Or maybe not. We can only pray.
THE OLD MAN WITH THE GUN ***1/2 (94 minutes) M
Although the message that “crime doesn’t pay” presides over the crime movie genre, we are, nonetheless, often invited to side with criminals, to see the world from their point of view and even to like them despite what they do.
Veteran actor Robert Redford, now 82, has starred in more than his fair share of films where his on-screen deeds are at odds with his likeability – The Hot Rock, The Last Castle, Sneakers, Indecent Proposal, The Candidate, etc – and his latest triumph, The Old Man With the Gun, slips neatly into line.
Set in the 1980s and based (mostly) on a true story, Redford plays Forrest Tucker, an extremely genial, smartly dressed old fellow who makes a very handsome living robbing banks in between his stints in prison, which he has become a master at breaking out of.
His robbery method is as simple as it is effective: he simply walks into a bank, hands the teller or manager a note informing them that they are being robbed, opens his coat to show them his gun – always off screen – then kindly and quietly gets them to fill his suitcase with cash.
With no violence, no shooting, not even a raised voice, but always with a smile, he then leaves the bank, walks to his car and drives off.
On his tail is Detective John Hunt (Casey Affleck, in a terrific, subdued turn), who is almost as charmed by Tucker as Jewel (Sissy Spacek putting in a fabulously natural performance), a woman who falls under Tucker’s spell, and with whom he forms a strong – and rare – emotional attachment.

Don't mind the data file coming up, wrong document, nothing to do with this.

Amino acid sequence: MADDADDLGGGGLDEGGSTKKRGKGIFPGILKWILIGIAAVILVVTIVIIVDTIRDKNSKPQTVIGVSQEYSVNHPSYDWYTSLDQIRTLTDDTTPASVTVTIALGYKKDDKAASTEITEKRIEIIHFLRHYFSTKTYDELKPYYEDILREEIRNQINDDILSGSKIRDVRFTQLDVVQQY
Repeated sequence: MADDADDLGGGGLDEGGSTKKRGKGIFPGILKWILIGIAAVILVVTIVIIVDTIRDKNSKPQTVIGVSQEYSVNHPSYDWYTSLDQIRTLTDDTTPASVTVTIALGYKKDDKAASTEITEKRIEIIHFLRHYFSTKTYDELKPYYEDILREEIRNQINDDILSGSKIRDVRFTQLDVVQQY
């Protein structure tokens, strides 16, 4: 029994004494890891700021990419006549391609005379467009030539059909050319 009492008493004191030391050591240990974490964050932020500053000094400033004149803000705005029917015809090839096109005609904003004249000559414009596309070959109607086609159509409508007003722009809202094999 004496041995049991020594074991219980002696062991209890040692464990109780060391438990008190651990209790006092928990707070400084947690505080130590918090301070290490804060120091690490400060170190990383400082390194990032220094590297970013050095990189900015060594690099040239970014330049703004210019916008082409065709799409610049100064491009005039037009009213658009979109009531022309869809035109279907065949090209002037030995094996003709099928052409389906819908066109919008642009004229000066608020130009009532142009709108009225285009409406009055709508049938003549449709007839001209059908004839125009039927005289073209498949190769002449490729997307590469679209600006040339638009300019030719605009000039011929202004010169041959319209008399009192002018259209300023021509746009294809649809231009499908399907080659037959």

With his elderly accomplices (Tom Waits and Danny Glover) in tow, he engages on a well-publicised crime spree. They are promptly dubbed the “Over the Hill Gang” and instantly become media darlings.
Director David Lowery has gone to a lot of trouble replicating the grainy look and filming styles of the period, including the movie music and graphics of the time. His chief focus, nonetheless, is to keep the character of Forrest Tucker within the popular perception of Redford’s persona – the handsome, ever-likeable loner. And it works, both as a light crimedy and as a valentine to Redford.
Much has been made of Redford’s claim that this will be his final film as an actor. If that’s true, he’s gone out on a high – to his credit, Redford doesn’t have the underside of bad films on his CV that most people of his vintage do – but, thankfully and predictably, he has since qualified that statement, especially in terms of directing more movies.
Though his latter-life directing efforts can’t match the sweet spot Clint Eastwood, 88, has found, Redford has helmed some fine films, such as Lions for Lambs, The Company You Keep and – yes – The Horse Whisperer (it grows on you over time!).
Longevity seems to be one of the perks of being part of Old Hollywood and Redford has never been known to willfully waste anyone’s time, especially his own.